News Briefs: Twitter marijuana drama; transgender students; noise ordinance

Mayor Kasim Reed’s office released this photo of him signing the marijuana legislation into law.

Twitter is known as the place to find early morning political drama, mostly thanks to President Donald Trump, but Atlanta had its on taste of the furor after an erroneous tweet appeared on the official Atlanta City Council timeline about the city’s new marijuana law. According to the AJC, the tweet claiming that Mayor Kasim Reed had vetoed legislation to decriminalize possession of small amounts of marijuana appeared around 6 a.m. Reed had actually signed the legislation on Tuesday and vetoed the sale of a piece of land to City of Hapeville. The tweet, blamed on a new staffer who confused the pieces of legislation, was recalled an hour later, but by then Reed had already responded on Twitter (he claimed it was a “political stunt” by City Council President Ceaser Mitchell, who is running for mayor) and later went on V-103 to blast Mitchell and local media outlets who jumped on the tweet without verifying it.

The Decatur School Board said it is open to reviewing a policy on transgender students, according to Decaturish. Parents and residents spoke for three hours during Tuesday’s meeting, mostly in support of the policy, which says students are to be treated according to their preferred gender identity and they should be allowed access to facilities according to their preferred gender, including bathrooms. The issue has been simmering for several months but became a public controversy after two parents and an attorney claiming to be part of a “parents coalition” raised concerns about the policy during a September School Board meeting.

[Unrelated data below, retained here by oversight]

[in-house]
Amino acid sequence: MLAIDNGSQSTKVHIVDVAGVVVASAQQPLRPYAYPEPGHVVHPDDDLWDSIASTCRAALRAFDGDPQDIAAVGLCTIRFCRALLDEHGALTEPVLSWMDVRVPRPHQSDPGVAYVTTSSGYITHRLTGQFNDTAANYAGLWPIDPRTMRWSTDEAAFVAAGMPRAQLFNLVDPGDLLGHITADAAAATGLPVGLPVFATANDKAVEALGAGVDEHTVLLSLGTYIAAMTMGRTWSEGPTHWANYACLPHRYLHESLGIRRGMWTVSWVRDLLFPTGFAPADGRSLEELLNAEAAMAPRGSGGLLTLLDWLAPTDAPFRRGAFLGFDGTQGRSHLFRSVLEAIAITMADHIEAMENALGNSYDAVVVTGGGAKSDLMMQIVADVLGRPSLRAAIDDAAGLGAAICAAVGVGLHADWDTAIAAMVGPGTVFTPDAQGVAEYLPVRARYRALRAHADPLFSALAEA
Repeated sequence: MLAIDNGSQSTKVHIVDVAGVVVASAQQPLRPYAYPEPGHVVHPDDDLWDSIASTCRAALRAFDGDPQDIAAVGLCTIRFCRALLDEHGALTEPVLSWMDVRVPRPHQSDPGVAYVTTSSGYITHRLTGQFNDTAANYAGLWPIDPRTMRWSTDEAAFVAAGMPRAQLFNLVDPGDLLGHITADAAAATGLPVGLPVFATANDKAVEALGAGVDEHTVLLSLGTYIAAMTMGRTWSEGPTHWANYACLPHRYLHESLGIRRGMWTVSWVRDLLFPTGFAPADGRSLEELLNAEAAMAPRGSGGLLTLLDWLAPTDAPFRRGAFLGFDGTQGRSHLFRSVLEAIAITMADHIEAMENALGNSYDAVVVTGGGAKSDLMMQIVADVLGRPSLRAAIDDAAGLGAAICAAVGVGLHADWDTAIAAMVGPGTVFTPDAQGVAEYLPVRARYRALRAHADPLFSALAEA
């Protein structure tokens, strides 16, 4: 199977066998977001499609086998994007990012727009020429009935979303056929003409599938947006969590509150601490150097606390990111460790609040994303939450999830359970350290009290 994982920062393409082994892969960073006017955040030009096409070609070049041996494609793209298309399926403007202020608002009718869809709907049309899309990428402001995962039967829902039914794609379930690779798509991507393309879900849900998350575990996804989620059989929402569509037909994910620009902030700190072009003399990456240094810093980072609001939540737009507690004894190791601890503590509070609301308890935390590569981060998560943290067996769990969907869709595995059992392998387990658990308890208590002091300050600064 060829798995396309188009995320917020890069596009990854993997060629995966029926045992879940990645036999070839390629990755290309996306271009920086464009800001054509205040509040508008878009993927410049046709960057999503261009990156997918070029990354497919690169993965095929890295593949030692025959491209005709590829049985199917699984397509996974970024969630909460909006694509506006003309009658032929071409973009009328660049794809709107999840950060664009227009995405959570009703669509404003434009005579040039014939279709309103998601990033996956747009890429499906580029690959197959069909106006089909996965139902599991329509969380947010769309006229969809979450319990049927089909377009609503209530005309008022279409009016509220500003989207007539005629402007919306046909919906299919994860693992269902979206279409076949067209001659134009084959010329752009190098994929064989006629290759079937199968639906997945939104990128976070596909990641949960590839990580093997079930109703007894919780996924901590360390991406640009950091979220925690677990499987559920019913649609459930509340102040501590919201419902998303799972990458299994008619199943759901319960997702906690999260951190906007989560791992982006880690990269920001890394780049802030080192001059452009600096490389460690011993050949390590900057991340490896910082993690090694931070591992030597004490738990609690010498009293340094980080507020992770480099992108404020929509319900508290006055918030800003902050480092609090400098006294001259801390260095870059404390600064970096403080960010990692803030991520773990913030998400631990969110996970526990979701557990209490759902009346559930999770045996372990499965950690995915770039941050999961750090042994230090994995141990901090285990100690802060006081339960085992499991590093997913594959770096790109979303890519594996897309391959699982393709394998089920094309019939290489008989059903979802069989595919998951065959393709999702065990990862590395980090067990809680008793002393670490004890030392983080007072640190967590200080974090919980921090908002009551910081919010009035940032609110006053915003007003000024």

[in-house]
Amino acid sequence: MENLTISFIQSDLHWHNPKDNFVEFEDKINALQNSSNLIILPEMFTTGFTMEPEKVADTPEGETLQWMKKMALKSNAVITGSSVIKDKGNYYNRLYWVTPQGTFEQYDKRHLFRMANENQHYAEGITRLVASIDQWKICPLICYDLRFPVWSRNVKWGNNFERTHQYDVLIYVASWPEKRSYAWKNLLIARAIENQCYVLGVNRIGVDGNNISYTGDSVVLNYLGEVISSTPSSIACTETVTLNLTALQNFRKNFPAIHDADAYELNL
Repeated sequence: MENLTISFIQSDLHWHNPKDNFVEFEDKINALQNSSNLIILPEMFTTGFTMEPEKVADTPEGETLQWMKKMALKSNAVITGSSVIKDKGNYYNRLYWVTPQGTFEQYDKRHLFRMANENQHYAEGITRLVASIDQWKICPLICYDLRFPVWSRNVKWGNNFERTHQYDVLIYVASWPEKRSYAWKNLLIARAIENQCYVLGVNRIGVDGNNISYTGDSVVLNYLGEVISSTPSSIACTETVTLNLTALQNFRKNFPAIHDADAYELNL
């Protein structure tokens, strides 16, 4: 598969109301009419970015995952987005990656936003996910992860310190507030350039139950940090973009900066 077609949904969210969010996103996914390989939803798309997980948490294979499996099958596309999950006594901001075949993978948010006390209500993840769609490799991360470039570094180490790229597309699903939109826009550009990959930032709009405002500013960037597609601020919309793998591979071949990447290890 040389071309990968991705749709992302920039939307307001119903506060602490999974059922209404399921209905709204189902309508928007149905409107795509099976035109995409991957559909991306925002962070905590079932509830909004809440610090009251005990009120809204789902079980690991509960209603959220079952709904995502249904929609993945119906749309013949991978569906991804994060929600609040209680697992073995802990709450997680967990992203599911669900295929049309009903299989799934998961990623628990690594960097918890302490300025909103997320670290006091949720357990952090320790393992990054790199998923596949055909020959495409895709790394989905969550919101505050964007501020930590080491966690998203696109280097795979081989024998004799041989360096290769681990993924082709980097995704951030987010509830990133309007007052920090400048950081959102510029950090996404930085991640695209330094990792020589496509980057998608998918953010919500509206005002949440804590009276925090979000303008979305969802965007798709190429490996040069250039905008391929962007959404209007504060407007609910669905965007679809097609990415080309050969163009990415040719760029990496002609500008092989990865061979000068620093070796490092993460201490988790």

In an effort to increase the enforceability of Atlanta’s noise ordinance, the members of Atlanta’s Public Safety Committee unanimously voted to adopt a revised version introduced by Councilmember Howard Shook that he believes will lead to more citations and better court outcomes. The biggest change is a shift away from noise metering equipment in favor of a police officer’s assessment of ‘plainly audible’ sound. The meter-based findings were deemed overly technical and easy to dispute in court. The proposed language capitalizes on the success of Athens’ noise ordinance, which in a recent challenge, was upheld by Georgia’s Supreme Court. Shook’s frustration with the impotence of the current noise ordinance, which he accused of being as useful “as mammary glands on a fish,” led him to introduce legislation that simply eliminated the entire thing. The full Atlanta City Council will take up Shook’s legislation during its 1 p.m. meeting on Monday, Oct. 16.

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